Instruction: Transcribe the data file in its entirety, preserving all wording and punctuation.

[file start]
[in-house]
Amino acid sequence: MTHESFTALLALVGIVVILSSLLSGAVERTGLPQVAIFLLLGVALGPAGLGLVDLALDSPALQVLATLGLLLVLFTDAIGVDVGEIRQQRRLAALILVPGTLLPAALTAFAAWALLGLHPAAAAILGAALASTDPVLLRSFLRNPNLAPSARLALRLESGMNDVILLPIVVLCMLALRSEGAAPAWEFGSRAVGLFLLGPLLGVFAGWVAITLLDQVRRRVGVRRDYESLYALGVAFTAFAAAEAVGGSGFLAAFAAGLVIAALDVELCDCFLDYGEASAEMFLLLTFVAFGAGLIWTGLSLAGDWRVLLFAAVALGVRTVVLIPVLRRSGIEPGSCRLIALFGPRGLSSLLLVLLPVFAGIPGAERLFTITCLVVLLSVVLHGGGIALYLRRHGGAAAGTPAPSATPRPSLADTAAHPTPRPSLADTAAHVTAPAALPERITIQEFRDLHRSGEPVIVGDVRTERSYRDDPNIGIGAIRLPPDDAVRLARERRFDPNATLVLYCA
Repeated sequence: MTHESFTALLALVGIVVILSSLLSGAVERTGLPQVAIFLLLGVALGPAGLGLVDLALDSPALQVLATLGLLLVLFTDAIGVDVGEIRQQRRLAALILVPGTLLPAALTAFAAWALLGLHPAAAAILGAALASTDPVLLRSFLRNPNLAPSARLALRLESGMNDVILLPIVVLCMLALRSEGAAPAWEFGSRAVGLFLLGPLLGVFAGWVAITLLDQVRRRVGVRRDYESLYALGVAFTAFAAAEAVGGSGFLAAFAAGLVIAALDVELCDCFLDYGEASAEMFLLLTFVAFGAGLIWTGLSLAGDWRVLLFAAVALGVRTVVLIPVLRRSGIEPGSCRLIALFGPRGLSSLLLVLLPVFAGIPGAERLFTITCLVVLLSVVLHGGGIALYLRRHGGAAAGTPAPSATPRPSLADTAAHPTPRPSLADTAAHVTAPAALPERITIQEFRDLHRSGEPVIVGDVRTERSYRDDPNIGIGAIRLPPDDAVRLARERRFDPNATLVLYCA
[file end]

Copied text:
[in-house]
Amino acid sequence: MTHESFTALLALVGIVVILSSLLSGAVERTGLPQVAIFLLLGVALGPAGLGLVDLALDSPALQVLATLGLLLVLFTDAIGVDVGEIRQQRRLAALILVPGTLLPAALTAFAAWALLGLHPAAAAILGAALASTDPVLLRSFLRNPNLAPSARLALRLESGMNDVILLPIVVLCMLALRSEGAAPAWEFGSRAVGLFLLGPLLGVFAGWVAITLLDQVRRRVGVRRDYESLYALGVAFTAFAAAEAVGGSGFLAAFAAGLVIAALDVELCDCFLDYGEASAEMFLLLTFVAFGAGLIWTGLSLAGDWRVLLFAAVALGVRTVVLIPVLRRSGIEPGSCRLIALFGPRGLSSLLLVLLPVFAGIPGAERLFTITCLVVLLSVVLHGGGIALYLRRHGGAAAGTPAPSATPRPSLADTAAHPTPRPSLADTAAHVTAPAALPERITIQEFRDLHRSGEPVIVGDVRTERSYRDDPNIGIGAIRLPPDDAVRLARERRFDPNATLVLYCA
Repeated sequence: MTHESFTALLALVGIVVILSSLLSGAVERTGLPQVAIFLLLGVALGPAGLGLVDLALDSPALQVLATLGLLLVLFTDAIGVDVGEIRQQRRLAALILVPGTLLPAALTAFAAWALLGLHPAAAAILGAALASTDPVLLRSFLRNPNLAPSARLALRLESGMNDVILLPIVVLCMLALRSEGAAPAWEFGSRAVGLFLLGPLLGVFAGWVAITLLDQVRRRVGVRRDYESLYALGVAFTAFAAAEAVGGSGFLAAFAAGLVIAALDVELCDCFLDYGEASAEMFLLLTFVAFGAGLIWTGLSLAGDWRVLLFAAVALGVRTVVLIPVLRRSGIEPGSCRLIALFGPRGLSSLLLVLLPVFAGIPGAERLFTITCLVVLLSVVLHGGGIALYLRRHGGAAAGTPAPSATPRPSLADTAAHPTPRPSLADTAAHVTAPAALPERITIQEFRDLHRSGEPVIVGDVRTERSYRDDPNIGIGAIRLPPDDAVRLARERRFDPNATLVLYCA